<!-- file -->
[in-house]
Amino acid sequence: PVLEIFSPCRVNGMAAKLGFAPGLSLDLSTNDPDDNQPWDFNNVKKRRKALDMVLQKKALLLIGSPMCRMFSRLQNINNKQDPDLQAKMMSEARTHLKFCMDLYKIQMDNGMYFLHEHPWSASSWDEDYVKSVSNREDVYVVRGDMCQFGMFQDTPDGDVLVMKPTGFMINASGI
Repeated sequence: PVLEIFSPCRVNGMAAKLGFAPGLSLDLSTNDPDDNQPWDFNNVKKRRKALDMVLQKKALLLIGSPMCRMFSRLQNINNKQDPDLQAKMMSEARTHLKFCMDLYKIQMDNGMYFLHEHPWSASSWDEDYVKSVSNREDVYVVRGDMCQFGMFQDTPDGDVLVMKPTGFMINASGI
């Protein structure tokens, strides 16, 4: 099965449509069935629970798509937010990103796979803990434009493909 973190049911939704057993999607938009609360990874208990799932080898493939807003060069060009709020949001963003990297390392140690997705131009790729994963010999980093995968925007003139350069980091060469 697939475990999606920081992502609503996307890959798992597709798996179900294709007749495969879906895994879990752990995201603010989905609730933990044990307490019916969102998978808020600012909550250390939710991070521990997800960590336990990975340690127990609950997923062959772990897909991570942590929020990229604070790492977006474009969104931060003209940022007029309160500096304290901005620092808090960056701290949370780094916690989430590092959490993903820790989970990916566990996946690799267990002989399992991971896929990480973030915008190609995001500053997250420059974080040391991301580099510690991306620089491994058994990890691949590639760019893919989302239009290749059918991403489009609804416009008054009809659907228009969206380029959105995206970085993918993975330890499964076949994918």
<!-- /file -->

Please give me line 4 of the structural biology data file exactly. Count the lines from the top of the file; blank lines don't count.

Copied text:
């Protein structure tokens, strides 16, 4: 099965449509069935629970798509937010990103796979803990434009493909 973190049911939704057993999607938009609360990874208990799932080898493939807003060069060009709020949001963003990297390392140690997705131009790729994963010999980093995968925007003139350069980091060469 697939475990999606920081992502609503996307890959798992597709798996179900294709007749495969879906895994879990752990995201603010989905609730933990044990307490019916969102998978808020600012909550250390939710991070521990997800960590336990990975340690127990609950997923062959772990897909991570942590929020990229604070790492977006474009969104931060003209940022007029309160500096304290901005620092808090960056701290949370780094916690989430590092959490993903820790989970990916566990996946690799267990002989399992991971896929990480973030915008190609995001500053997250420059974080040391991301580099510690991306620089491994058994990890691949590639760019893919989302239009290749059918991403489009609804416009008054009809659907228009969206380029959105995206970085993918993975330890499964076949994918």